Prime Time Animation: Television Animation and American Culture

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Psychology Press, 2003 - Performing Arts - 254 pages
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In September 1960 a television show emerged from the mists of prehistoric time to take its place as the mother of all animated sitcoms. The Flintstones spawned dozens of imitations, just as, two decades later, The Simpsons sparked a renaissance of primetime animation. This fascinating book explores the landscape of television animation, from Bedrock to Springfield, and beyond.
The contributors critically examine the key issues and questions, including: How do we explain the animation explosion of the 1960s? Why did it take nearly twenty years following the cancellation of The Flintstones for animation to find its feet again as primetime fare? In addressing these questions, as well as many others, essays examine the relation between earlier, made-for-cinema animated production (such as the Warner Looney Toons shorts) and television-based animation; the role of animation in the economies of broadcast and cable television; and the links between animation production and brand image. Contributors also examine specific programmes like The Powerpuff Girls, Daria, Ren and Stimpy and South Park from the perspective of fans, exploring fan cybercommunities, investigating how ideas of 'class' and 'taste' apply to recent TV animation, and addressing themes such as irony, alienation, and representations of the family.

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Smarter than the average art form Animation in the television era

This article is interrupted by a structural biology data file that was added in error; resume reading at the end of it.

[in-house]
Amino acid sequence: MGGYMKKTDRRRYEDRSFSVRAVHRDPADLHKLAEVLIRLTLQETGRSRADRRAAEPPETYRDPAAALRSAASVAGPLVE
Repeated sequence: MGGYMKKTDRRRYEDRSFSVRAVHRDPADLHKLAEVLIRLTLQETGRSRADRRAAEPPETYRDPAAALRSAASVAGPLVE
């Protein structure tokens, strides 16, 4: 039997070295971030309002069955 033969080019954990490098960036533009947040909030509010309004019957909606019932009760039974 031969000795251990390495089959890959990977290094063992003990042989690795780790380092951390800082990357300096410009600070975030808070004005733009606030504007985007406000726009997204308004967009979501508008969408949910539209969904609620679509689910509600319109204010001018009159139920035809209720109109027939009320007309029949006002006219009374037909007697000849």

The great saturday morning exile Scheduling cartoons on televisions periphery in the 1960s
Redrawing the bottom line
The Flintstones to Futurama Networks and prime time animation
Synergy nirvana Brand equity television animation and Cartoon Network
The digital turn Animation in the age of information technologies
Back to the drawing board The family in animated television comedy
From Fred and Wilma to Ren and Stimpy What makes a cartoon prime time?
We hardly watch that rude crude show Class and taste in The Simpsons
Misery chick Irony alienation and animation in MTVs Daria
What are those little girls made of? The Powerpuff Girls and consumer culture
Oh my god they digitized Kenny Travels in the South Park Cybercommunity V40

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Television sitcom
Brett Mills
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About the author (2003)

Mark Harrison is Professor of Economics at the University of Warwick. He has written a number of books and articles on Russian and comparative economic history, including The Soviet Defence-Industry Complex from Stalin to Khrushchev (2000).

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